How ‘Dune’ VFX and Sound Teams Make Sandworms Out of Scratch

They call it that “Sandscreen.” In the deserts of Jordan and the United Arab Emirates, where director Denis Villeneuve shot the majority Dune, all vary in color to beige. To match this, visual effects supervisor Paul Lambert did something he had never done before: made his greenscreens brown. Sandscreen explains that Villeneuve can get all of his beauty shots in the desert and Lambert can quickly add whatever he needs to post-production. All he had to do was change the color of the sand for any building, background, or animal he wanted. It allowed each shot to look as natural as possible-and also allowed them to create one of the most imaginative creatures in sci-fi.

We’re talking about sandworms, of course. As described by Frank Herbert in Dune, sandworms are a large number of creatures that inhabit the many sands of Arrakis and produce “spice” – the most valuable ingredient in the known universe. For the Fremen, the native people of Arrakis, they also served as transportation. The Fremen hook penetrates their scaly exteriors and is erected on top of it as they penetrate the desert. Sandscreen explains that Lambert can be a location artist “riding” a sandworm — essentially a platform in a movable gimbal covered in beige — and then add the wate below him with CGI. Lambert was given the ability to create a seamless VFX shot (there are over 2,000 of those in Dune), and Villeneuve’s ability to have a movie look as natural as possible. “I’m never a supervisor to say to Denis,‘ Look, if we just made it all blue screen … ’” Lambert said. “I don’t work that specific way.”

Designing the worms themselves is still a good work. Villeneuve began work Dune right after he was done Blade Runner 2049 in 2017. “I need a lot of time, and [the studio] gave me time, “Villeneuve said.” When we started the prep, everything was mostly designed, the art concepts were finished. “Working with production designer Patrice Vermette, he spent several months trying that the wate’s plot is correct – their size, their fabric, the energy they need to get through many tons of sand.

“Obviously, there’s a huge fan base Dune that if you go to the internet – Google, like, ‘Dune sandworm ‘ – there are many different versions, ”said Vermette. “Ug Dune has been an inspiration for many lovers of science fiction and the movies that have been made. In Star Wars there is a sandworm. We wanted to do something original, and scary. ”

The design of the sandworm they found was what Lambert called “prehistoric.” It is light and covered in scales and can be seen to be hundreds of feet long. One of the best templates is the whale. Large sandworms, hollow maw, where in front of Paul Atreides (Timothée Chalamet), full of whales; movements under the surface must be cetacean. Lambert’s team used all of these ideas when digitally making the wates, placing its contents. Clarisse, they are motivated to use sparrow, and after composing each shot on Nuke.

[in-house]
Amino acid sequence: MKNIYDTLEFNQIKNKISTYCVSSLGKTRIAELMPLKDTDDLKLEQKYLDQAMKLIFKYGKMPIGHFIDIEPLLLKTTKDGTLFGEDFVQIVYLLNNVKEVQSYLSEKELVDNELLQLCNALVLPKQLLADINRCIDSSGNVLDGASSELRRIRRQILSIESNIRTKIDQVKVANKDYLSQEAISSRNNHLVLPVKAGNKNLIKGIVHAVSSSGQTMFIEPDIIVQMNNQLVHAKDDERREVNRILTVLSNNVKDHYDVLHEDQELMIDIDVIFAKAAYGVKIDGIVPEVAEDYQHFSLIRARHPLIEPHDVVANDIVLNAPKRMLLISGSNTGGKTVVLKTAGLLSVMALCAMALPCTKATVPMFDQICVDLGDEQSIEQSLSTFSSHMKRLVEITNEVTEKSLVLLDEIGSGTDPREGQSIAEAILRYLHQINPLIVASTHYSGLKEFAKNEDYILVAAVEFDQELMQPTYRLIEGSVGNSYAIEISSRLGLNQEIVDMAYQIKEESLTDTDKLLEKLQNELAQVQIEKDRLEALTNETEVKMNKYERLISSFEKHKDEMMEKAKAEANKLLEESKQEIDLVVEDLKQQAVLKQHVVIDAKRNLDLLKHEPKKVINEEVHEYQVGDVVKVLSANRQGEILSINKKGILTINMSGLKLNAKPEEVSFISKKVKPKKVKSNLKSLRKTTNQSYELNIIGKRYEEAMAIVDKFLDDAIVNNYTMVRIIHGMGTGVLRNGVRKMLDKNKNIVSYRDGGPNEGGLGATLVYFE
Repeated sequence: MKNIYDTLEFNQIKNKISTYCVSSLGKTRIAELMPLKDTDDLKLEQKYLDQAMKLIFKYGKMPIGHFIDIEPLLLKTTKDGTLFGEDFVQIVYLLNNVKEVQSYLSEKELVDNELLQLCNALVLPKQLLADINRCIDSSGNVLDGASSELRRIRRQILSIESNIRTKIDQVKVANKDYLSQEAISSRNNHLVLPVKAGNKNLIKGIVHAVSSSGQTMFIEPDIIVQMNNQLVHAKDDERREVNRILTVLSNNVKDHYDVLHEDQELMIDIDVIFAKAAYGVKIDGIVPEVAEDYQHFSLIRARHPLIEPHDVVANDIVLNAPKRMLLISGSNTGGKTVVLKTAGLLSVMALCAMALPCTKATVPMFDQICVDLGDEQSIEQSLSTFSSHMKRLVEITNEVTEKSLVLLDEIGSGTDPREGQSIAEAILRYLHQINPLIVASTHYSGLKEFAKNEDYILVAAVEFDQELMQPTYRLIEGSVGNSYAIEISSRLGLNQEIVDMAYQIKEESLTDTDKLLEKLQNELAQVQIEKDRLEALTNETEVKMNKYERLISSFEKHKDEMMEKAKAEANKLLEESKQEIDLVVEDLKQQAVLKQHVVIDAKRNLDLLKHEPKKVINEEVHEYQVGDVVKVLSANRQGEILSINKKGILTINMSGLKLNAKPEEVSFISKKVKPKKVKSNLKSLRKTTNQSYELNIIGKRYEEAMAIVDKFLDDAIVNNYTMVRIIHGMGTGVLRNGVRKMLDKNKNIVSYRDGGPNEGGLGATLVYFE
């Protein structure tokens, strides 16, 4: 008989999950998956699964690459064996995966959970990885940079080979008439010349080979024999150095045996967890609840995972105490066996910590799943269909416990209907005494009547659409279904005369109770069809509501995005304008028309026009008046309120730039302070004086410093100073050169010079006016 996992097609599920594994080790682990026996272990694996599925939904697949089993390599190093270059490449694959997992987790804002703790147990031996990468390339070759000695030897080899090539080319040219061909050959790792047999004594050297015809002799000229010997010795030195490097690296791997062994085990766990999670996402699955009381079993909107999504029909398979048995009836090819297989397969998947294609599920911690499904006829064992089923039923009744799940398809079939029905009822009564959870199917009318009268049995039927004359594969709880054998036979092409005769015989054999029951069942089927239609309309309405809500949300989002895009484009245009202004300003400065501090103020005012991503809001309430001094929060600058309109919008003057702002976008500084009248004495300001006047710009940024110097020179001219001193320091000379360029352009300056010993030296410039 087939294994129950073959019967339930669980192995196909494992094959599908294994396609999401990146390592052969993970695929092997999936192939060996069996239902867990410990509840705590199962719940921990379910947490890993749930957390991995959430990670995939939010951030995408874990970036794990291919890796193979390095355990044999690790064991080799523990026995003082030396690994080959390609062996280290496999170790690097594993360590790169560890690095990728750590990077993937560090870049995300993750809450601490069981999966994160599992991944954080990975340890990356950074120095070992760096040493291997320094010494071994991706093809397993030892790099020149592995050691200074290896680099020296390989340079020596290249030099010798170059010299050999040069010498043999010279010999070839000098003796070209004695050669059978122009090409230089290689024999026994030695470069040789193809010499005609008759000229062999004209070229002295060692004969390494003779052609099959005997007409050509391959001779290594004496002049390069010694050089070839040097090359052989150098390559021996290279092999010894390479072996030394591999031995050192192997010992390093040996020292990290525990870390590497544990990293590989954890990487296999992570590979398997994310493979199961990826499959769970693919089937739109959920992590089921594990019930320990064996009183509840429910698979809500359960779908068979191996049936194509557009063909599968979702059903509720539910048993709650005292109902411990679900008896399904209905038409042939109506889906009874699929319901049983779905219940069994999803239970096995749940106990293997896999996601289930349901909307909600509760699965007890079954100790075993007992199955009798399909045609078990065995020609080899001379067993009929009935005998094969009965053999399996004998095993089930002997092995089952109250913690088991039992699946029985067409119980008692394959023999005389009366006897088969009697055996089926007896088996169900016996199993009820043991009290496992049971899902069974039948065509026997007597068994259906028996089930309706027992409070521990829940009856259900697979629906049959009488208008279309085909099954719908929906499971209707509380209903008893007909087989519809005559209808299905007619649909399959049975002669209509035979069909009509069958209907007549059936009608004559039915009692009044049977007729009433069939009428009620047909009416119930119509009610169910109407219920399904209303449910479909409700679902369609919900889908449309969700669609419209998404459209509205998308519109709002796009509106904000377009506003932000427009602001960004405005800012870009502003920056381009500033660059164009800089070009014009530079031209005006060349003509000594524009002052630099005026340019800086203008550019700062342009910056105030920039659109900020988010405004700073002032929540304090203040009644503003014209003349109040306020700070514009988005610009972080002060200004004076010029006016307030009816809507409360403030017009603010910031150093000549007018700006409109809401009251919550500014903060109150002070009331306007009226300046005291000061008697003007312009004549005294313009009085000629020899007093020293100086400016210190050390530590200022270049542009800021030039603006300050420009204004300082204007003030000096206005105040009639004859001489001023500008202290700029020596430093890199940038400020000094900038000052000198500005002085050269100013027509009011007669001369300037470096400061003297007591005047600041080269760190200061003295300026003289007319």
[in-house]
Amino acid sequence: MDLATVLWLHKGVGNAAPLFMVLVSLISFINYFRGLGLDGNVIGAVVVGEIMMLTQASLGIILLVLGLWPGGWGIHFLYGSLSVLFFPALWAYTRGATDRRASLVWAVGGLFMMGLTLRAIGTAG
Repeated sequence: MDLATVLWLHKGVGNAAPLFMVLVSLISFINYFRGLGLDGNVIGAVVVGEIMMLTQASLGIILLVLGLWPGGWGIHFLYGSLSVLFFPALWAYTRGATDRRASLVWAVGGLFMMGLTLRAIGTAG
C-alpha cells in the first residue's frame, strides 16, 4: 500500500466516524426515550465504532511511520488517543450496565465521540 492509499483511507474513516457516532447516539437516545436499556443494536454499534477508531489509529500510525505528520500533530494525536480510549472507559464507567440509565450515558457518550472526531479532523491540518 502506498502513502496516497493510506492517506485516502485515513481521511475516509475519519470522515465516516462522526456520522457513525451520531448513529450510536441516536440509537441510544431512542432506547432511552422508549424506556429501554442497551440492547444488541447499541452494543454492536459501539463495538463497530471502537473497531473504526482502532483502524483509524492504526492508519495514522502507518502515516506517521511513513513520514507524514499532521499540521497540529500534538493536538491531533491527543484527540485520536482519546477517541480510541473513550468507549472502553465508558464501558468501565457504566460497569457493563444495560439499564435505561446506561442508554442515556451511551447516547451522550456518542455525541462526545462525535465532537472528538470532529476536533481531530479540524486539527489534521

Then there’s the reason for naming the worm: the sand. The creatures themselves get some cash withdrawals Dune, but for many hours they were seen in their movements underground. Those ripples over the hills, which Herbert called “wormign, ”Also needs to be created digitally. If he was in a desert location, Lambert would like to get some idea of ​​how to detect the amount of sand displacement that wates can cause by placing explosives underground, ”but in the Middle East it’s probably not the best thing to do that. ” Instead, he created a simulation of the movement of the sand used Houdini software, based on most water movements.

Which brings us to something different about sandworms: their audible effects. In addition to shaking the ground, Fremen in the Arrakis desert-and members of the cinema audience-had to hear the movement of a wate. Sandworms also follow underground sounds, almost like sonar (also: whales), causing Fremen to spin the creatures using “thumpers” that constantly hit the surface of the ground. This is explained DuneAnimals have to have their own noises – a work that fell to the sound group of Mark Mangini and Theo Green. The pair worked with Villeneuve on Blade Runner 2049 and in that process came a philosophy that was brought to Dune: “All of these sounds have to feel like they live in a universe we recognize,” Mangini said. Villeneuve is “very interested in everything we hear that feels organic or sound.”

To practice that philosophy, they got another new concept: fake documentary realism, or short FDR. The idea is that Dune should sound like a documentary made by a crew sent to Arrakis. Not so much “sound design-y,” Green says. So for the sandworms, the pair defied monster film clichés and made a “fluttery” sound for wormign – something that meant danger at a distance. They took hydrophones – underwater microphones – to Death Valley and recorded the sound of sand moving. For the sound of opening the wate’s mouth, they created a “gunk-gunk-gunk” tone by placing multiple processes on human and animal sounds. (The pair hesitates to give examples. “I don’t think there’s anything more wild,” Mangini said.) The sandworm’s move also uses sounds of trembling tree bark and spinning grapes. . The noise it makes when it swallows a spice harvesting machine? That’s Mangini with a mic in his mouth sucking in a lot of air.

The result is something hauntingly sparse, like Arrakis himself. It’s also very different from the whiz-bang in most sci-fi movies. “One thing I’ve noticed about Denis is that he’s never given anything from another film as a reference,” Green said. “He uses other movies as examples of what not to do,” Mangini added. Then, sandworms are not like any monsters in the movies. More than fear, Villeneuve wants people to respect worms when they see them on screen, telling Mangini to be “more god than Godzilla.”

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